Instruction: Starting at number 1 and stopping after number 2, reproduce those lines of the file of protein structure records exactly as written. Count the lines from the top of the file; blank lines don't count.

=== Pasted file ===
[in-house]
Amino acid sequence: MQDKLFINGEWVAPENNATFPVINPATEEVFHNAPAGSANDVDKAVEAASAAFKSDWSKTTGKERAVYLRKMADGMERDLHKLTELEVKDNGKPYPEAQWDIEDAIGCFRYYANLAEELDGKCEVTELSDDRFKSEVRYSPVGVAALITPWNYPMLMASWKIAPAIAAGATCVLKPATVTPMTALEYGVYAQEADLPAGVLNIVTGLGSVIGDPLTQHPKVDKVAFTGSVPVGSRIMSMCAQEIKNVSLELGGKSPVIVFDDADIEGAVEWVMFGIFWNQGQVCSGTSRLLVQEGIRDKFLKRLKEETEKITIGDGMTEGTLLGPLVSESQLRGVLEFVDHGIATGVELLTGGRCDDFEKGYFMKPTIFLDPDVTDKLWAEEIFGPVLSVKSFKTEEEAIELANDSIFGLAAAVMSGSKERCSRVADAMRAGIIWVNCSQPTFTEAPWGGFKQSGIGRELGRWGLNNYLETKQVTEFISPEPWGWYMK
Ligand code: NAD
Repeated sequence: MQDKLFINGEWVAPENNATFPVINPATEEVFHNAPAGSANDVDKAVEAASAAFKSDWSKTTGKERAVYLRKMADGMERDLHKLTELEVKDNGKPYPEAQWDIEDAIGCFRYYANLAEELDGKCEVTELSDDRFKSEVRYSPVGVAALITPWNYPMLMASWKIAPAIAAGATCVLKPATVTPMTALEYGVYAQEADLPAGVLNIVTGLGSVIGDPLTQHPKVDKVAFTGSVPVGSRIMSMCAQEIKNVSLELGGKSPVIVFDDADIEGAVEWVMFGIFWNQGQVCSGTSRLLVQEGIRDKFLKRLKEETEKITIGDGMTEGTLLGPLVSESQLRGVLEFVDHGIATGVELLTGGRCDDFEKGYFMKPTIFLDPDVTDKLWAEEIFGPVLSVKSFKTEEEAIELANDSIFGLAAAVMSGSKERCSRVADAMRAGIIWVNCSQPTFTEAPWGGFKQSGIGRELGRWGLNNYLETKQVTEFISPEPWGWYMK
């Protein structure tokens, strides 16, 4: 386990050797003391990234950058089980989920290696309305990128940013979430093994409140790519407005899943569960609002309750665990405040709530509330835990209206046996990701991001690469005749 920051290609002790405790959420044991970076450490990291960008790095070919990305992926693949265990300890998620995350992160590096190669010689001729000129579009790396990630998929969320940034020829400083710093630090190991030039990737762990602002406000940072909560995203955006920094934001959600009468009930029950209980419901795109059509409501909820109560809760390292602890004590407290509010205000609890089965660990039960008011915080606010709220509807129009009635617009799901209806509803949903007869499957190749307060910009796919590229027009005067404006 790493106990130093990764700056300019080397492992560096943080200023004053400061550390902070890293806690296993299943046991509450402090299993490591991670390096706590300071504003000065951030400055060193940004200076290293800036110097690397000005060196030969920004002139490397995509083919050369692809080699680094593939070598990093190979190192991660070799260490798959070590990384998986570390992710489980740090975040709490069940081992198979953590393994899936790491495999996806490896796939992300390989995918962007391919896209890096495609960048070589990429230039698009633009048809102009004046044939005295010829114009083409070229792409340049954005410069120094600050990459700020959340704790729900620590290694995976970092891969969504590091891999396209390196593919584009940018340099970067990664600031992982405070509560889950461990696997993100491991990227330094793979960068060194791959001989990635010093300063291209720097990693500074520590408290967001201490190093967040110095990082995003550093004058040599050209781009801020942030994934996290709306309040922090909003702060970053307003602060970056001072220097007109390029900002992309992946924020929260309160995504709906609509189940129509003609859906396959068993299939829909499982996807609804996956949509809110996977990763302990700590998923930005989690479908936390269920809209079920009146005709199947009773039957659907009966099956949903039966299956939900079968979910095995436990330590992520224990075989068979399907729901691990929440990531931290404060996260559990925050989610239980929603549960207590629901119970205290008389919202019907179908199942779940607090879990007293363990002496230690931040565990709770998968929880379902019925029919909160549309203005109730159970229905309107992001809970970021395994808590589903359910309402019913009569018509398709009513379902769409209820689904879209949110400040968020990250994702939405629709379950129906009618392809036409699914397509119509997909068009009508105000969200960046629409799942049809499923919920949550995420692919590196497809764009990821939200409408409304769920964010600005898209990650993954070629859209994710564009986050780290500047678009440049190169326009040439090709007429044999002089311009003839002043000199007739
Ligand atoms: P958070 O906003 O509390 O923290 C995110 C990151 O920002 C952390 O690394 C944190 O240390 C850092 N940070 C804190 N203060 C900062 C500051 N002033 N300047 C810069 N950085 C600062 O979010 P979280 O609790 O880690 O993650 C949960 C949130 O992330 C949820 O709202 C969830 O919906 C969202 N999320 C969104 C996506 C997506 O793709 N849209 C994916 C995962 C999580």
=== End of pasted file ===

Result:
[in-house]
Amino acid sequence: MQDKLFINGEWVAPENNATFPVINPATEEVFHNAPAGSANDVDKAVEAASAAFKSDWSKTTGKERAVYLRKMADGMERDLHKLTELEVKDNGKPYPEAQWDIEDAIGCFRYYANLAEELDGKCEVTELSDDRFKSEVRYSPVGVAALITPWNYPMLMASWKIAPAIAAGATCVLKPATVTPMTALEYGVYAQEADLPAGVLNIVTGLGSVIGDPLTQHPKVDKVAFTGSVPVGSRIMSMCAQEIKNVSLELGGKSPVIVFDDADIEGAVEWVMFGIFWNQGQVCSGTSRLLVQEGIRDKFLKRLKEETEKITIGDGMTEGTLLGPLVSESQLRGVLEFVDHGIATGVELLTGGRCDDFEKGYFMKPTIFLDPDVTDKLWAEEIFGPVLSVKSFKTEEEAIELANDSIFGLAAAVMSGSKERCSRVADAMRAGIIWVNCSQPTFTEAPWGGFKQSGIGRELGRWGLNNYLETKQVTEFISPEPWGWYMK